Due to this she has cultivated a reputation which she uses as a means of getting noticed, to talk to someone, and as a means of defence. Thirdly, we have Candy and Lennie who are physically and mentally damaged respectively. Candy has a damaged arm and is also getting very old. When he says, “You seen what they done to my dog tonight? They says he wasn’t no good to himself nor nobody else. When they can me here I wisht somebody’d shoot me. But they won’t do nothing like that. I won’t have no place to go, an’ I can’t get no more jobs.
” This shows us that Candy realizes that he’s weak and not really important to anyone on the farm. His future relates to the one of his dog who was also getting very old and was starting to become handful. Lennie is considered to be an outsider because of his mental age, and the fact that he does not understand everything that everyone tells him. He may also be considered to be an outsider because he travels with another man, George, and as the men say on the ranch “there aint alot of men that travel round together. ” Lennie’s sheer size may also have something to do with the fact that he is an outsider.
He is much larger than the other men on the ranch and is also much stronger. “Of mice and Men” contains indirect references to the American dream and how it sustains people through tough times. The American dream during the 1930s which was the time at which the Great depression was taking place, was to make on your own in life by owning your own piece of land and not having to be a migrant worker which relates exactly to the dream of George and Lennie who believe that they could make it with the help of Candy who makes it seem like it could actually happen.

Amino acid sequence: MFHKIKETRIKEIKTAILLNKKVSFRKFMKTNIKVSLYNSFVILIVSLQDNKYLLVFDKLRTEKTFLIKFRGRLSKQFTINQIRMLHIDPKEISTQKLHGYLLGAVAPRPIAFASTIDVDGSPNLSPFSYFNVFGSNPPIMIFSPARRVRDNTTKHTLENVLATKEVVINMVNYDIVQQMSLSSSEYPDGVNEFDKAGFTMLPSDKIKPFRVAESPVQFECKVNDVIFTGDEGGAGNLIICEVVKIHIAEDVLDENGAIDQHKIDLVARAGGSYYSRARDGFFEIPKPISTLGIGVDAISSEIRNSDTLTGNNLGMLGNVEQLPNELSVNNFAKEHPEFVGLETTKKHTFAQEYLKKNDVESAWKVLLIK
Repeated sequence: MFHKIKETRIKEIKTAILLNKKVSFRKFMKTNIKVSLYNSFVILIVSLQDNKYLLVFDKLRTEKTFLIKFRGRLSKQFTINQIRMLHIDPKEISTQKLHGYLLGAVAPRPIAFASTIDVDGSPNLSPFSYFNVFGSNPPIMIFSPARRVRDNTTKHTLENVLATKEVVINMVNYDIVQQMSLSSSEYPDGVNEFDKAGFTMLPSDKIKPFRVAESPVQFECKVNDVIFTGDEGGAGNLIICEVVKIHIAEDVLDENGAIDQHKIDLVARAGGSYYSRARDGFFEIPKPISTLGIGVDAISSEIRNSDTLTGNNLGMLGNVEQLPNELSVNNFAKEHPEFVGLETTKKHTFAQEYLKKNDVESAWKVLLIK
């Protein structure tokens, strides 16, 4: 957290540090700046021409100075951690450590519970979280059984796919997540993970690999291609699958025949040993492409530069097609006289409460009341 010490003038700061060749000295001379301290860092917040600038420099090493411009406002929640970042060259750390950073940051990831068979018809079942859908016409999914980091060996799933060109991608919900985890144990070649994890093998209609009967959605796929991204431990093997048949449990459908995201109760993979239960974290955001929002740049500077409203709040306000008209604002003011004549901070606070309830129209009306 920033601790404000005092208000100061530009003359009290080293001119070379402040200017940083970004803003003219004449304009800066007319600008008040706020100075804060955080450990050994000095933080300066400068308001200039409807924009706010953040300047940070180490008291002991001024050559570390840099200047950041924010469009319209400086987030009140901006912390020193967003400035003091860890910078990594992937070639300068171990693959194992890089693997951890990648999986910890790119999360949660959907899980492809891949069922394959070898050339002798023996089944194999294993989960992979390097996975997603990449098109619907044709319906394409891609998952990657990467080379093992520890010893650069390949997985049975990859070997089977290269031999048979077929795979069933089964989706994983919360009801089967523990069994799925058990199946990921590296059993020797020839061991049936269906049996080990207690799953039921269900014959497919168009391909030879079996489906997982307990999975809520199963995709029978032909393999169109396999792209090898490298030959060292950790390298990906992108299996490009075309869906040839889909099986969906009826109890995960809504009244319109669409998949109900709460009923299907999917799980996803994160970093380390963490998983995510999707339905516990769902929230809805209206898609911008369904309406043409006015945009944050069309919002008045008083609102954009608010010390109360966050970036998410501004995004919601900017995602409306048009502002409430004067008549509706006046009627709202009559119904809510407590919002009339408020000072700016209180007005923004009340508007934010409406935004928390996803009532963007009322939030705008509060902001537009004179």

Also the hopeful and optimistic friendship of George and Lennie was really strong and it appears that Lennie, because of his damaged mind is totally reliant on George for his survival, however, equally important is the extent to which George relies on Lennie for companionship in the generally lonely environment of a migrant worker. As George admits to Slim when discussing himself and Lennie, “It’s a lot nicer to go around with a guy you know. ” This proves that George is not only with Lennie because he takes pity on him or as a duty to Lennie’s Aunt Clara who is dead.
Also if it was under other circumstances, George and Lennie’s friendship would have not had such a tragic end but in this case there was no alternative and this can be seen when Slim says, “You hadda, George. ” In conclusion, the novel shows the hardships of the time and also of each of the individual characters. It tells us how parts of the novel were inevitable with dreams that were unfulfilled and shattered like in George and Lennie’s case but nobody ever gave up hope no matter what the possible outcome was.
Even the outsiders like Candy and Lennie were determined to follow their dreams in the pursuit of happiness. Of Mice and Men has the attributes of a tragic novel as the main characters suffer extreme sorrow and have to deal with unfavourable circumstances and also the novel has an unhappy but meaningful end. Show preview only The above preview is unformatted text This student written piece of work is one of many that can be found in our GCSE John Steinbeck section.